Increased Regulatory Scrutiny of Cybersecurity Incidents
Historically, the enforcement actions related to security incidents brought by the SEC have been against investment advisers and broker-dealers. However, since 2021, there have been three cases that were resolved with companies agreeing to pay fines related to the adequacy of disclosures regarding material cybersecurity incidents and possibly another enforcement action on the way. According to SolarWinds’ October 28, 2022 Form 8-K, the SEC issued a Wells Notice to SolarWinds stating that the SEC had made a preliminary determination to recommend the filing of an enforcement action against SolarWinds alleging violations of certain provisions of the U.S. federal securities laws with respect to its cybersecurity disclosures and public statements, as well as its internal controls and disclosure controls and procedures.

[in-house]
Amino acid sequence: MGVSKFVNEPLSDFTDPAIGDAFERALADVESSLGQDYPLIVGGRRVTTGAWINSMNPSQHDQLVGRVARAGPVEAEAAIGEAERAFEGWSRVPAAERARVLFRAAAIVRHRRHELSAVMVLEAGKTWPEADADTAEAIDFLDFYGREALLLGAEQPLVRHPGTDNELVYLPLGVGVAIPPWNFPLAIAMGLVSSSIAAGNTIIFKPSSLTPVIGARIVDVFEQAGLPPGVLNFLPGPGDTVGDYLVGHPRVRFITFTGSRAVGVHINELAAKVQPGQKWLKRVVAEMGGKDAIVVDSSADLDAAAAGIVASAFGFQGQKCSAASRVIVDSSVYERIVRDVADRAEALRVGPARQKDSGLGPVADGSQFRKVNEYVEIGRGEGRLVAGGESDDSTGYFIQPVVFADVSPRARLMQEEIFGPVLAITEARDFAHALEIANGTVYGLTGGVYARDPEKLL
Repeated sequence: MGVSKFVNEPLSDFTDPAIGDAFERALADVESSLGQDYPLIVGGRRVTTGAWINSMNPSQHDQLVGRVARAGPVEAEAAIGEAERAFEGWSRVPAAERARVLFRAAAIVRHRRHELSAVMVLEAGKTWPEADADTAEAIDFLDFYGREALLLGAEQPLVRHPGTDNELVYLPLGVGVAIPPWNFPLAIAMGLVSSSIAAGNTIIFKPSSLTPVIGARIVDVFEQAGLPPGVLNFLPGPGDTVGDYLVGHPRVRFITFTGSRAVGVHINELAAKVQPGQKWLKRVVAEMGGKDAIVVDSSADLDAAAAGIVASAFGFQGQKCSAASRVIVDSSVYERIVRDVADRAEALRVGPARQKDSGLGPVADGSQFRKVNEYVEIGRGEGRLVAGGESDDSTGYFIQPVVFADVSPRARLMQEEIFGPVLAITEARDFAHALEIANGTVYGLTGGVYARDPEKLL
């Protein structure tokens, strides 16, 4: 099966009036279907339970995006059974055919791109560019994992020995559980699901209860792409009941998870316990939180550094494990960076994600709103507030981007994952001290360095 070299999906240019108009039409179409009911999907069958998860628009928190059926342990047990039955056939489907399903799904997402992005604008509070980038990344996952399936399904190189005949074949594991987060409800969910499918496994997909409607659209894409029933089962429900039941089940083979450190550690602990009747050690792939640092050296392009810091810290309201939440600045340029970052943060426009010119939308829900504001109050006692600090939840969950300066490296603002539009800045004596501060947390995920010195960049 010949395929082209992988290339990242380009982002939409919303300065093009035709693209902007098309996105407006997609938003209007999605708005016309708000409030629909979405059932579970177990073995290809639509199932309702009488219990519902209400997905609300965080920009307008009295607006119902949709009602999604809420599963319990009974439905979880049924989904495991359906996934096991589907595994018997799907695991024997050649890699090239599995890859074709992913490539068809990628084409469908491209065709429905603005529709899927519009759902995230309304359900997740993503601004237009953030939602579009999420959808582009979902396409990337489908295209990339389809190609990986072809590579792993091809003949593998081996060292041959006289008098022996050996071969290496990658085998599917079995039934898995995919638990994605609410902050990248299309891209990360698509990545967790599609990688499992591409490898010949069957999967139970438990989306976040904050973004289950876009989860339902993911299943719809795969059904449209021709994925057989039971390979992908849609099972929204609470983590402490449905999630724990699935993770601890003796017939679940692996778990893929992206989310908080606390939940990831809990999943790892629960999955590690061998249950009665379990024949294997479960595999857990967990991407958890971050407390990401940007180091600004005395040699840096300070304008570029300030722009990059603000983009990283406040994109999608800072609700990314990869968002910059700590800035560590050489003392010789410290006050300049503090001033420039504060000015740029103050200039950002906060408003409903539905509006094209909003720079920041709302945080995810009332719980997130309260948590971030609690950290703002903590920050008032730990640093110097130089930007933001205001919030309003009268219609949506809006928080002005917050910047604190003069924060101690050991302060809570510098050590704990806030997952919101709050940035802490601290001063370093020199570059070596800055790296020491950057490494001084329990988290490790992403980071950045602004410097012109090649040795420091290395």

The SEC’s increased focus on cybersecurity is clear – starting with a January 2022 speech by SEC Chairman Gensler and the announcement that it is adding 20 positions to the Crypto Assets and Cyber Unit. Overall, the SEC investigations and enforcement actions increased in 2022. The SEC filed 462 new enforcement actions, a 6.5% increase from the previous year.
Proposed Rules on Cybersecurity Disclosures
In that same January 2022 speech, SEC Chairman Gensler identified the following areas where he anticipated the SEC increasing regulation in connection with cybersecurity:
- Updates to Regulations SCI and S-P, impacting SEC registrants;
- A significant increase in disclosure requirements impacting public companies; and
- Potential new measures to address cybersecurity risks from service providers to include potentially regulating third-party providers.
Following these comments, the SEC released proposed rules intended to enhance and standardize disclosures regarding cybersecurity risk management, strategy, governance, and cyber incident reporting by companies that are subject to the reporting requirements of the Securities Exchange Act of 1934. In its press release, the SEC stated the proposed rules are intended to:
- Provide timely notification of material cybersecurity incidents;
- Better inform investors about such companies’ risk management, strategy, and governance; and
- Enable investors to assess the possible long- and short-term financial or operational effects of a material cyber incident.